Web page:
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35 carat GIA certified paraiba tourmaline... Buy it???

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Gailey

Ideal_Rock
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May 14, 2008
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Shaun,

Personally I would never buy anything from an e-bay seller who has that low of a feedback score. Having said that, you do seem to be able to pick out good stuff.

Have you checked out your seller on Toolhaus
 

RNgemlover

Shiny_Rock
Joined
Jan 2, 2009
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362
39.gif
ahh geez...
 

Gailey

Ideal_Rock
Joined
May 14, 2008
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3,783
I have something in the back of my mind that tells me you can got to GIA and verify their reports.

That being said, I also read on another gemology site about how people are getting around GIA by swapping the stone out after it has been submitted for certification.

If it was me Shaun, I''d be walking away from this one.
 

RNgemlover

Shiny_Rock
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362
14.gif
enough said
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I just sent my 2 alexandrites to GIA, and a couple of sapphires, and an unknown... Are you saying GIA isn''t secure? That is beyond terrifying
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T L

Super_Ideal_Rock
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Date: 2/27/2009 8:14:34 PM
Author: shaunrice
14.gif
enough said
15.gif
I just sent my 2 alexandrites to GIA, and a couple of sapphires, and an unknown... Are you saying GIA isn't secure? That is beyond terrifying
23.gif
It may very well be a tourmaline with copper in it, but it may be a very light one, and the photo is probably enhanced (the dark background is a giveaway). Therefore, the GIA (if the cert isn't forged or swapped to another stone) would have correctly stated this is a natural tourmaline with copper in it. However, that doesn't mean it's worth a great deal. The only thing that this particular GIA lab report can tell you is that it is a natural stone with copper in it. It doesn't tell you anything about tonality, color, clarity, or the prime factors that help you to determine if it's a stone of good quality.

Did you see the feedback remark where the lady paid around $3000 for a GIA certified "paraiba" from this dealer, and she said it looked nothing like the color in the photo.

As far as your stones, you don't have to worry about your own GIA certs that you have requested for your own stones. It's a bit more tricky when you get certs from non-reputable dealers like this one.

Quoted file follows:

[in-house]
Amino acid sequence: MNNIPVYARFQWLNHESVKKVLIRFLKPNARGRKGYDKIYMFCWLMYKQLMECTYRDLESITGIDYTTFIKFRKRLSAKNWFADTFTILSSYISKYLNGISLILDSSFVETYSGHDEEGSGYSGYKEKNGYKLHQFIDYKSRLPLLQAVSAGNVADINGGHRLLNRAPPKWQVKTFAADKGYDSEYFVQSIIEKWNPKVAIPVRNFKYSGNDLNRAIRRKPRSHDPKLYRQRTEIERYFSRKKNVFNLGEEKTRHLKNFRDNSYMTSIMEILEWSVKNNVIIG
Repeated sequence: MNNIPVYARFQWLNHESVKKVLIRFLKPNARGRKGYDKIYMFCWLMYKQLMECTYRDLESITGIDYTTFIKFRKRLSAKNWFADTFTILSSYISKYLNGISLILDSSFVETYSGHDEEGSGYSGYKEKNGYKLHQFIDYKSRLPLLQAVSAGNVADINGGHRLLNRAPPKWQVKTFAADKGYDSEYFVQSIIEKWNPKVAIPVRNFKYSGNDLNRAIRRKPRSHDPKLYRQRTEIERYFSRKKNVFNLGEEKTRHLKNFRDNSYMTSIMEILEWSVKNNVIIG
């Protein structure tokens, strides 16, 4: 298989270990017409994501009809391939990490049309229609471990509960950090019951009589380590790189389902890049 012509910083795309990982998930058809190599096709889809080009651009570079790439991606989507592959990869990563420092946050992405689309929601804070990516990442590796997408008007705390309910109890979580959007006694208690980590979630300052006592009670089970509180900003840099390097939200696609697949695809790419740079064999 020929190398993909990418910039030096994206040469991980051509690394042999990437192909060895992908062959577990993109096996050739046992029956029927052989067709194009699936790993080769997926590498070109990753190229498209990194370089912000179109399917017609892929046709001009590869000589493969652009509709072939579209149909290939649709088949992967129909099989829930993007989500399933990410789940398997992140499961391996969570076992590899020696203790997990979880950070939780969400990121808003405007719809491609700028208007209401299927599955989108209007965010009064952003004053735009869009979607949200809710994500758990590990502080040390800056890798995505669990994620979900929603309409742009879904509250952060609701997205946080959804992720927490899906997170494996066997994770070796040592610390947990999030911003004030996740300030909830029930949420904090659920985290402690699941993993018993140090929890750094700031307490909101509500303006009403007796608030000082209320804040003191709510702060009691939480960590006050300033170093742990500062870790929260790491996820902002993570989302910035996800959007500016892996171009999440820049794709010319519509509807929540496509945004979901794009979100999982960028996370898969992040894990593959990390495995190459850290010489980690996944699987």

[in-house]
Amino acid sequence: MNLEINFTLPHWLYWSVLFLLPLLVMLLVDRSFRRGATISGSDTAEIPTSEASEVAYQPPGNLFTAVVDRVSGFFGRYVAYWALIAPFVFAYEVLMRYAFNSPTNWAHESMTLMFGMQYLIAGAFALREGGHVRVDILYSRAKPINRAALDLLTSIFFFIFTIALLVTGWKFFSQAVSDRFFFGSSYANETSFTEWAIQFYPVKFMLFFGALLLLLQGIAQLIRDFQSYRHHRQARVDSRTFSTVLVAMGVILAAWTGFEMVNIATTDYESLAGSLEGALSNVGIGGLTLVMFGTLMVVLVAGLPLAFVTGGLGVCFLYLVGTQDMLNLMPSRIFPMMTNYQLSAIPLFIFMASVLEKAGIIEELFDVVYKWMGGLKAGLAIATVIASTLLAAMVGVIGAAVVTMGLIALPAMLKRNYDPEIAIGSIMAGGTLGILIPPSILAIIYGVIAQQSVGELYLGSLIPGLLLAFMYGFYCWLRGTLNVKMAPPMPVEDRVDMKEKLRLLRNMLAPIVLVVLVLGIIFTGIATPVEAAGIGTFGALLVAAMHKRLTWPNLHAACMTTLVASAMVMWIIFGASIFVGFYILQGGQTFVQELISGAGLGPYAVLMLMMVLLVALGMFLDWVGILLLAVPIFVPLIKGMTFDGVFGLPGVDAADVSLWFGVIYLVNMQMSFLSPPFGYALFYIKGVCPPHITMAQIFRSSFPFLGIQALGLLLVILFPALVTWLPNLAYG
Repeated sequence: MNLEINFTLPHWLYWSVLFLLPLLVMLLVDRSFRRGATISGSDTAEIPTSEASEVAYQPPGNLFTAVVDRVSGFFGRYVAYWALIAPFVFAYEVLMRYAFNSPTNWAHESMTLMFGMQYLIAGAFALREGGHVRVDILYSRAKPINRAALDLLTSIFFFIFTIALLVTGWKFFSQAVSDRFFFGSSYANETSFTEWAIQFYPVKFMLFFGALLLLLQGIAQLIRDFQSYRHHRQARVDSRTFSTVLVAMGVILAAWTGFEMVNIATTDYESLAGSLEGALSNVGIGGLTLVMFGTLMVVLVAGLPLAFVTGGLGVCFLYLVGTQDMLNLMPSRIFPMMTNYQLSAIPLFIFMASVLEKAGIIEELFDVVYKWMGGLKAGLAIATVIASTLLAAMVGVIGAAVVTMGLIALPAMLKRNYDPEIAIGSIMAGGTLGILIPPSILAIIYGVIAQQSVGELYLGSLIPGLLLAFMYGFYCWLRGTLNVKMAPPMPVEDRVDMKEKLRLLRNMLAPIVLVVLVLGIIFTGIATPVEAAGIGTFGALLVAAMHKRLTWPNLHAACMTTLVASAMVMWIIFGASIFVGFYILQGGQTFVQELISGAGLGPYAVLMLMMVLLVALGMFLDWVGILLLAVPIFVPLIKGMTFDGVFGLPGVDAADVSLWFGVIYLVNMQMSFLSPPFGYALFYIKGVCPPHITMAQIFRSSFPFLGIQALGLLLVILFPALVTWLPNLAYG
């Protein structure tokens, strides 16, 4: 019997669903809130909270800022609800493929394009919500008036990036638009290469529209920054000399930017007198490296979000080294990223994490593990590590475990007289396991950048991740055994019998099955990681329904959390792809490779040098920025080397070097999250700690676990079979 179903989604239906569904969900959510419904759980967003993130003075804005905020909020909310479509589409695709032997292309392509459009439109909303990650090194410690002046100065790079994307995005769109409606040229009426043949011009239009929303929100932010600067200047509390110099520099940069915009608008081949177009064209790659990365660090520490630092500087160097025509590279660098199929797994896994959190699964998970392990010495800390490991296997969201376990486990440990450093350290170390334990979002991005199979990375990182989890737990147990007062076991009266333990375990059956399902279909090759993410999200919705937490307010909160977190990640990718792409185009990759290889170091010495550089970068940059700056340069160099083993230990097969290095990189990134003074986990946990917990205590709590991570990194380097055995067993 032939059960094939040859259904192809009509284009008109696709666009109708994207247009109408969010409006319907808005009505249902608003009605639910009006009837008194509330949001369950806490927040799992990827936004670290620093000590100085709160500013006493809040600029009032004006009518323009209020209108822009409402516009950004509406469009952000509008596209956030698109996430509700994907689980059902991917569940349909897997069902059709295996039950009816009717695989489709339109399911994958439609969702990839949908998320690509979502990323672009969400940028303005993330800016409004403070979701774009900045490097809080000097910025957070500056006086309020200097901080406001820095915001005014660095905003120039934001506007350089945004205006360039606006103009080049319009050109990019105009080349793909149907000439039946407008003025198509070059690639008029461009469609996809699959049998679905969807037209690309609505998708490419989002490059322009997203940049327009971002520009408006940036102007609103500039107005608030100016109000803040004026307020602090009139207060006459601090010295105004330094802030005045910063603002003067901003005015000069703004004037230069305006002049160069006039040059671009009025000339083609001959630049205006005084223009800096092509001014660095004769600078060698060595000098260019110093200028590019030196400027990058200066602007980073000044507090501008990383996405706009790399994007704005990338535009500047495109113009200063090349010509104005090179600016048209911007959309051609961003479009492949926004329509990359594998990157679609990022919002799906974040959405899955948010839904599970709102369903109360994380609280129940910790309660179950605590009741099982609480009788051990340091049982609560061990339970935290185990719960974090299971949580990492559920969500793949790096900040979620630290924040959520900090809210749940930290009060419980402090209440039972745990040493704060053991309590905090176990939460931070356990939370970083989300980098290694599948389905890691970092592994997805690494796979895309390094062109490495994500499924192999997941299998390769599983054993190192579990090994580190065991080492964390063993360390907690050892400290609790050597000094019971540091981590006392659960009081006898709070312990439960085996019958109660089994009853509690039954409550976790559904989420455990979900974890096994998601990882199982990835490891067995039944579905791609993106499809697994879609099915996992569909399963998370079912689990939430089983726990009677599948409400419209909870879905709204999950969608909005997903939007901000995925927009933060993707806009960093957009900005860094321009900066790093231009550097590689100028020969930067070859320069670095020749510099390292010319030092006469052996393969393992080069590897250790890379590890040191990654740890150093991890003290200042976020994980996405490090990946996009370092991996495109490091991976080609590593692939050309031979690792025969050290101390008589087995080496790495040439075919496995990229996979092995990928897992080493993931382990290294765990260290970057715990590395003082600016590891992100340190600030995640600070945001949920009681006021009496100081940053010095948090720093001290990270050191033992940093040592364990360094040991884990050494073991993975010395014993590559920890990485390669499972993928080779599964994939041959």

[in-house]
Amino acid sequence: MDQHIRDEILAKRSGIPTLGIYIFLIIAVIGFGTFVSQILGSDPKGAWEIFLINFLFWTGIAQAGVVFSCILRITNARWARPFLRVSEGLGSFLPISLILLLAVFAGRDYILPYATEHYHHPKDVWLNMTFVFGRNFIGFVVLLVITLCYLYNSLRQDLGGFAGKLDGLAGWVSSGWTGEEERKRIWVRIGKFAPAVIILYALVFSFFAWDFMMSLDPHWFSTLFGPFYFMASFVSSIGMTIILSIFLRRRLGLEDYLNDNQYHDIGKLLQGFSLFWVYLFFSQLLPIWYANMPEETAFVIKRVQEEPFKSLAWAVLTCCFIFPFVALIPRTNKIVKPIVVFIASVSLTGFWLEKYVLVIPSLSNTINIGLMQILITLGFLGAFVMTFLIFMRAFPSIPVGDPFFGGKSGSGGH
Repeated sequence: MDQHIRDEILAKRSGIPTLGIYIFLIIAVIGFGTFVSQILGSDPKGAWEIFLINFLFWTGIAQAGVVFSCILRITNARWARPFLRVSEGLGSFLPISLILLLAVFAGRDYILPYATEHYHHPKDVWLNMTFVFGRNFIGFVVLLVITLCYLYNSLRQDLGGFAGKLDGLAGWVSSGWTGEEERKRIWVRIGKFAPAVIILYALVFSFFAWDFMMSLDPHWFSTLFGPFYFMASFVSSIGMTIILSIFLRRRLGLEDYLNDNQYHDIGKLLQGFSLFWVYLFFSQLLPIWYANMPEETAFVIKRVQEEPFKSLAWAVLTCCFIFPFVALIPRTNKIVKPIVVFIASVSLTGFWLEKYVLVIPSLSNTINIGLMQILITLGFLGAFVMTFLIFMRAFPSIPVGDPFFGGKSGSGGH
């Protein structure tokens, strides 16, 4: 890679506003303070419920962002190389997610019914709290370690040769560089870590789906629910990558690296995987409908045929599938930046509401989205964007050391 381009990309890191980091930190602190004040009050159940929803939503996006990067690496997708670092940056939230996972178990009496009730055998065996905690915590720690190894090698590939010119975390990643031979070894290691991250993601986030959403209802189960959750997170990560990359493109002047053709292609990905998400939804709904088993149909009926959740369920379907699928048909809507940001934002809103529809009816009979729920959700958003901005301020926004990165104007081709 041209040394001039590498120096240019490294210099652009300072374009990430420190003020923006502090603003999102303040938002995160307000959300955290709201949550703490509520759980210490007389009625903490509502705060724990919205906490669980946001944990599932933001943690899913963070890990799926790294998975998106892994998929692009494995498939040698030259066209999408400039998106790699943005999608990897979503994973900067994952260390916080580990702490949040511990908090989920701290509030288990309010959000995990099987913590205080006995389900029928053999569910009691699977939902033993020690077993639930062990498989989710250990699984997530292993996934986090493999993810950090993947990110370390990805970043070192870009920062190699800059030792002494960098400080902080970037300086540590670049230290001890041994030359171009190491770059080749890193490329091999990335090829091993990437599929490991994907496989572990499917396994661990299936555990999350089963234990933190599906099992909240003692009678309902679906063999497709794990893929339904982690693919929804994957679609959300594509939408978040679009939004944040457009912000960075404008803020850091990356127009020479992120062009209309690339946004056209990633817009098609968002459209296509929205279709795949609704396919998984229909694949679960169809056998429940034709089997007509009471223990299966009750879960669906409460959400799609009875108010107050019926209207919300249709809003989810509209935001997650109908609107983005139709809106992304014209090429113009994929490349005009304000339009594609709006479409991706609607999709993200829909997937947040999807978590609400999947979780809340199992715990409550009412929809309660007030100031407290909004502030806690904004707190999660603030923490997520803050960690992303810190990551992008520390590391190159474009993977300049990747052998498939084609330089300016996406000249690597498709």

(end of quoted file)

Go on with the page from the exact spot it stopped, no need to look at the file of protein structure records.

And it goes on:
azelismia

Rough_Rock
Trade
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Feb 21, 2009
Messages
61
My Collecting area is officially art glass and art pottery from the 1800-early 1900''s... This means I play with blacklights a lot.

to me this pic looks like it was taken with a blacklight.
 

purrfectpear

Ideal_Rock
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Mar 31, 2008
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4,079
No one is going to spend the money on GIA certification and start an auction for a supposed $100K stone at 99 cents with no reserve. Do you really have to ask
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Not only is the feedback iffy, you need to actually READ the feedback. Several people went ahead and left positive, but in their comments they said "not as described", "stone substituted", "OK for the price" (.99 cents)
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chrono

Super_Ideal_Rock
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Apr 22, 2004
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38,054
I have my doubts on that stone. It appears shallow and probably is much lighter in person.
 

RNgemlover

Shiny_Rock
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Jan 2, 2009
Messages
362
I sent a message asking for the GIA #, and for a photo of the stone, with a white background, lit in the front. He wrote back telling me it was an extremely light stone. You guys were dead-on! He offered to sell it to me @ a laughable price. So...
 
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